I think what I resent most about this film is how milquetoast it is. It's PG-13, natch, so it can't indulge in Peter Jackson-esque gore slapstick or Romero-ish shock tactics, nor can it delve into the perverse waters of necrophilia suggested by its premise. I'm normally not a critic of the demographic targeting inherent in the PG-13 rating. A good movie isn't going to be harmed by it. This film is an exception. This has been effectively neutered. Part and parcel of this is the fact that the zombie apocalypse gets upended here. Instead of sweeping away civilization and its discontents, this spends the second half of its running time rebuilding the world. This might not bother me, but for the fact that the world it imagines, sweetness and light and understanding not withstanding, is a military dictatorship. When the wall comes down at the end of the film, it doesn't upend that. This is a film that reassures the audience that things will be alright, that love will conquer all. But never mind the zombie genre. This also fails to realize that Romeo and Juliet is a tragedy--a pretty dire one, at that. The "forbidden love" of our two young heroes doesn't seem entirely difficult or even troubled.
The actors here are mostly good and keep a straight face through all of this. Nicholas Hoult, who plays R, is a bit too fashionably groomed as a zombie--even as a zombie, he apparently still has access to plenty of product for his hair. But then, they need to make him somewhat attractive to sell the premise, so whatever. He doesn't have a challenging part in any event, but he makes the most of it, mainly acting with his eyes. The film's production design is pretty good, too: the filmmakers have re-dressed Montreal to make it look credibly ruined. But the special effects are mostly cheapjack. There aren't many gore effects, nor even any interesting zombie effects. Neither Nicholas Hoult nor Rob Coddry (who play's R's friend, M) are asked to act through prosthesis. Importantly, none of the background zombies are asked to do this, either. The film's lone concession to special effects are the "bony" zombies, and those look particularly cheapjack. Like, SyFy cheap. There's a conspicuous lack of imagination in realizing any of the living dead, here, which is unforgivable in an era when you can see very creative zombie effects on television week in and week out. I have some issues with the way the characters are constructed, too. R is a record collector--even as a zombie, he has a discerning ear with a preference for vinyl. In the parlance of the film, this equates to a soul. Julie shares some of his tastes. This gives the film cover for musical interludes. Mind you, I like the way this movie uses Jimmy Cliff's "The Harder They Come" at the outset, but that's not diegetic. When R and Julie bond over Springsteen's "Hungry Heart" and Dylan's Blood on the Tracks, this veers a bit off the rails. It's possible that they're both fans, but if this is intended to make either of them look hip (and it is), then it fails. This doesn't have any kind of finger on the pulse of the zeitgeist. (And I LOVE Springsteen and Dylan, but this is a case of the filmmakers privileging their tastes in a way that makes no story sense).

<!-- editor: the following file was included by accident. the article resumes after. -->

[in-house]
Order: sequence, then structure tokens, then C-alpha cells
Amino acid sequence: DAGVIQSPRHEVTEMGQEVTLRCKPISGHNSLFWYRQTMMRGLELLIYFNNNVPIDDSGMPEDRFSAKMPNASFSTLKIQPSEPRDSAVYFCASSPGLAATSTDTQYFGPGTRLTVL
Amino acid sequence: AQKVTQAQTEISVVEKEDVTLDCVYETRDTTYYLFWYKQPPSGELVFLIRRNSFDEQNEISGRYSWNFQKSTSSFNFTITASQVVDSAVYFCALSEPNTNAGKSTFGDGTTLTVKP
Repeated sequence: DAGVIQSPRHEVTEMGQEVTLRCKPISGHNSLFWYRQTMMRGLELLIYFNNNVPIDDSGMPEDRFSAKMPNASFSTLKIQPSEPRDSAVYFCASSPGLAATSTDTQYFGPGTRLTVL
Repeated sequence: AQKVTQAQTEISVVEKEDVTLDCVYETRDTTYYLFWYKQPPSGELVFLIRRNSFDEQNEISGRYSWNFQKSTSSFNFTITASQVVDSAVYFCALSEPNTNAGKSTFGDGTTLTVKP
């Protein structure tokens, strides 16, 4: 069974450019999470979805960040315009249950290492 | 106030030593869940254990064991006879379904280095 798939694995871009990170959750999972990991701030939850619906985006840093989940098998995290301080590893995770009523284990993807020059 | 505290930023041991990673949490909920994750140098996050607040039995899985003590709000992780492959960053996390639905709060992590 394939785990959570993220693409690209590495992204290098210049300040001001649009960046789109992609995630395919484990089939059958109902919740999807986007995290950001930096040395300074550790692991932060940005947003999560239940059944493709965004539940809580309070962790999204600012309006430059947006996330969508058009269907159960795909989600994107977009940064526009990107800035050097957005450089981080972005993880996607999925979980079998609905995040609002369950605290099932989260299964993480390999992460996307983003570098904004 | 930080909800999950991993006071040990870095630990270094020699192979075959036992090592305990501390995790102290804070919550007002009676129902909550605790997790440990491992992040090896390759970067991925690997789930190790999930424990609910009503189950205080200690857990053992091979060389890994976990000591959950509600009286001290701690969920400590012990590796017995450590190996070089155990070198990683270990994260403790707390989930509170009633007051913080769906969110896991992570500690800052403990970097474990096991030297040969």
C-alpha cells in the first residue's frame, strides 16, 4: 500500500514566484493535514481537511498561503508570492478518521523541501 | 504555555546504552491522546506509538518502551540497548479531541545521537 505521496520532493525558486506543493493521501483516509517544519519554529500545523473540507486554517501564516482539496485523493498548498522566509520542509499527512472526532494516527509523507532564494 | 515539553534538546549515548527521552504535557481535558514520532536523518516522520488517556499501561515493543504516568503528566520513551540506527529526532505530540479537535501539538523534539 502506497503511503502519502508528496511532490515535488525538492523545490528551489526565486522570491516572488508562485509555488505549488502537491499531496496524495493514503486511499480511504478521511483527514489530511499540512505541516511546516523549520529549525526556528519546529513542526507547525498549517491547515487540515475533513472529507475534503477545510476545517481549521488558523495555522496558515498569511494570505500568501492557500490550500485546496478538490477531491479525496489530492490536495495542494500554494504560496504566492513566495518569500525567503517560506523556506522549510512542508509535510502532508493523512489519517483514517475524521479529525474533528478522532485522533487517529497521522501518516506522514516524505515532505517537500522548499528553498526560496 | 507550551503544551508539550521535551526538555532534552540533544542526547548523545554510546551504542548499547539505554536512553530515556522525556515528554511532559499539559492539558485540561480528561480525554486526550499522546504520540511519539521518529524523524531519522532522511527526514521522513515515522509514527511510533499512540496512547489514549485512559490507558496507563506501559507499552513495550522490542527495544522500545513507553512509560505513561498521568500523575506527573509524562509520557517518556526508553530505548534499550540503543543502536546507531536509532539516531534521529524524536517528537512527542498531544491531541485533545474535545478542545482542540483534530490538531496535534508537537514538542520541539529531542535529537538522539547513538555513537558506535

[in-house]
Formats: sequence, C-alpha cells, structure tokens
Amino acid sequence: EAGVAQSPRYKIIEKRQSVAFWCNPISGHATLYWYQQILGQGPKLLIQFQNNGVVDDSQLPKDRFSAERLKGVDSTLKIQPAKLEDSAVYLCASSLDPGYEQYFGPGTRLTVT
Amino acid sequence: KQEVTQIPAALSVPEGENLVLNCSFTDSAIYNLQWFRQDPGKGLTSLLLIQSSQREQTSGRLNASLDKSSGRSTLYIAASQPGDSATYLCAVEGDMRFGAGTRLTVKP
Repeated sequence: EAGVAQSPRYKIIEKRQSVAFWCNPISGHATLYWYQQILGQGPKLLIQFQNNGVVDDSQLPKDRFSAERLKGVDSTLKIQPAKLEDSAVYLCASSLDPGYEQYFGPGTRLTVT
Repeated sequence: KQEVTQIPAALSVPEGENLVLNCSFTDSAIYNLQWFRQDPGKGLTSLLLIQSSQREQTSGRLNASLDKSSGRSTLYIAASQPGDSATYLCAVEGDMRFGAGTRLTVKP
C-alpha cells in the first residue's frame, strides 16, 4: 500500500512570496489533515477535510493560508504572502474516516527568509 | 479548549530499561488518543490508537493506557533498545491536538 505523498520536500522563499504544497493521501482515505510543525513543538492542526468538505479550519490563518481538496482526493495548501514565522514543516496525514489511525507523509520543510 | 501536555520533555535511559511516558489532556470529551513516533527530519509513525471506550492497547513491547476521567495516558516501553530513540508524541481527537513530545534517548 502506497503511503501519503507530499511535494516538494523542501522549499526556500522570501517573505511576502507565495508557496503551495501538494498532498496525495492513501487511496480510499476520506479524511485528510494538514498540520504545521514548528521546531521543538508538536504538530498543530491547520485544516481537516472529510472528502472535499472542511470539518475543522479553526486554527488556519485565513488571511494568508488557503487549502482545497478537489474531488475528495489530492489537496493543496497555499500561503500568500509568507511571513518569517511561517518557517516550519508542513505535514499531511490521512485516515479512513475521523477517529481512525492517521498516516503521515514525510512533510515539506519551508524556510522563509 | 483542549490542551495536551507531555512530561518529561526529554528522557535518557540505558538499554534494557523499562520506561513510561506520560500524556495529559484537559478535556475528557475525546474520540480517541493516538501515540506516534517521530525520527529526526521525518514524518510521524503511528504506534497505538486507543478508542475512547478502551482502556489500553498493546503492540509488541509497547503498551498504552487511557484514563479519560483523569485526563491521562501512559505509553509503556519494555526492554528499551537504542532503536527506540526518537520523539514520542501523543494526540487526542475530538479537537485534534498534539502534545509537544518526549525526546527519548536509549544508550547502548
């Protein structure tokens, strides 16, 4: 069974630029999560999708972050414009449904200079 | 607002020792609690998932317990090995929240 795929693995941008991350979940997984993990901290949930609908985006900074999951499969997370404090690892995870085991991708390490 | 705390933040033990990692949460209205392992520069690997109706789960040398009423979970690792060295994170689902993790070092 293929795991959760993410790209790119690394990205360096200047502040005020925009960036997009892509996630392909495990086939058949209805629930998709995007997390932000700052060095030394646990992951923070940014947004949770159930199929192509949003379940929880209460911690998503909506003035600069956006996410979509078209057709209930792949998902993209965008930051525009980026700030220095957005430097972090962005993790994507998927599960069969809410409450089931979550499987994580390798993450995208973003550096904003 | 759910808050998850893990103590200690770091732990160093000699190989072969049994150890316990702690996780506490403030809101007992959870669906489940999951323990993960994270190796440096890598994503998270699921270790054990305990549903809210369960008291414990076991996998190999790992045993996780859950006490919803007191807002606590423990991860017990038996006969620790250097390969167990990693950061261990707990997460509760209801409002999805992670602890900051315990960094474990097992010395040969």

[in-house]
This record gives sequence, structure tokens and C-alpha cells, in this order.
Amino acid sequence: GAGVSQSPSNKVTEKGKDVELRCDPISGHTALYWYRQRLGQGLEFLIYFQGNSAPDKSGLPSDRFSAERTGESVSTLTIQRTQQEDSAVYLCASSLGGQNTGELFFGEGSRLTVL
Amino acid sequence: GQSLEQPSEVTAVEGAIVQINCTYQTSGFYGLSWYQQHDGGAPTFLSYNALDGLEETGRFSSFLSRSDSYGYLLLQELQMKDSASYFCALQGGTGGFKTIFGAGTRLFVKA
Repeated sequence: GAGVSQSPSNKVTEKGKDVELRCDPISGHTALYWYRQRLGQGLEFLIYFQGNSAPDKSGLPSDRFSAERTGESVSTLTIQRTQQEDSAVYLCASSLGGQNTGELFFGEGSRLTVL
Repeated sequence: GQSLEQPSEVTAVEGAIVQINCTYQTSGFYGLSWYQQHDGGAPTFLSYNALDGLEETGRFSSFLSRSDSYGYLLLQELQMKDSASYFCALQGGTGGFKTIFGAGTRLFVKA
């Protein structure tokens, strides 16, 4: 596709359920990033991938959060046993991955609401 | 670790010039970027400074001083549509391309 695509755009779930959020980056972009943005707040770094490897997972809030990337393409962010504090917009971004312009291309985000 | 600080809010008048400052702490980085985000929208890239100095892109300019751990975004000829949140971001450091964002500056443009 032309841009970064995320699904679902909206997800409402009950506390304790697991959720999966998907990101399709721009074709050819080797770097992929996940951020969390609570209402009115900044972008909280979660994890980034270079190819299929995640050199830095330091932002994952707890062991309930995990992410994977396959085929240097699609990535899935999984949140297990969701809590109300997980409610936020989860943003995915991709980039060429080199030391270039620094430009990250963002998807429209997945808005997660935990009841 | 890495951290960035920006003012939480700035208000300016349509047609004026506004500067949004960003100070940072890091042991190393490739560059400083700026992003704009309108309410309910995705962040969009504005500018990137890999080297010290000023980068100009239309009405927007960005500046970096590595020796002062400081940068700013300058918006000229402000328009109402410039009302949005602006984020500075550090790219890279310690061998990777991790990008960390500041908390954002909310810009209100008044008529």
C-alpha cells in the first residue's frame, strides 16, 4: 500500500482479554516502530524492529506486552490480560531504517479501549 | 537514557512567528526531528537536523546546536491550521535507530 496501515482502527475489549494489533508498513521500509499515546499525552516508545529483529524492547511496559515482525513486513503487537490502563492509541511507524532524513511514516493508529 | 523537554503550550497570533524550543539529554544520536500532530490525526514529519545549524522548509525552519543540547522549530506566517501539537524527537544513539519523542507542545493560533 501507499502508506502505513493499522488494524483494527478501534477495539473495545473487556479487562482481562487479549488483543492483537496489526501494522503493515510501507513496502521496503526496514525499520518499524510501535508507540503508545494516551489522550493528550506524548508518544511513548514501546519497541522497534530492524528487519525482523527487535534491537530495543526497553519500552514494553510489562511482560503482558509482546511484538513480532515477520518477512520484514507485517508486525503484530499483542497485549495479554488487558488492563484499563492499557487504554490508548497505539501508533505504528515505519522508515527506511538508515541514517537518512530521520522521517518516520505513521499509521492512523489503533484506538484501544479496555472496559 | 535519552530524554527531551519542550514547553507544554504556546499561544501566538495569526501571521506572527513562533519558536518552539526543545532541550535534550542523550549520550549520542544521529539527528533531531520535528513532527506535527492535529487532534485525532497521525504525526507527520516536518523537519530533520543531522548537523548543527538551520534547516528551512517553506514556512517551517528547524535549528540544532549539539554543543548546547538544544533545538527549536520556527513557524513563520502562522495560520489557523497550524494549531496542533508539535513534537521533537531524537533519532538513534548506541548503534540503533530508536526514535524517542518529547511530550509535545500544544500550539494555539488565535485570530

Mind you, this movie is pleasant enough. It's not egregiously bad, but it's so intent on not doing anything offensive that it succeeds in becoming completely safe and completely forgettable. I miss the days when zombie movies were genuinely transgressive. This film is at least aware of the transgressive nature of the zombie movie--one of its best gags involves a DVD of Lucio Fulci's Zombi--but it can't (or won't) act on it. I wish this had even a taste of that for seasoning, but that would put off the YA audience. Or maybe not. Clearly, the filmmakers here never spent their teenage weekends at all night horror movie parties with their friends. Would that they had.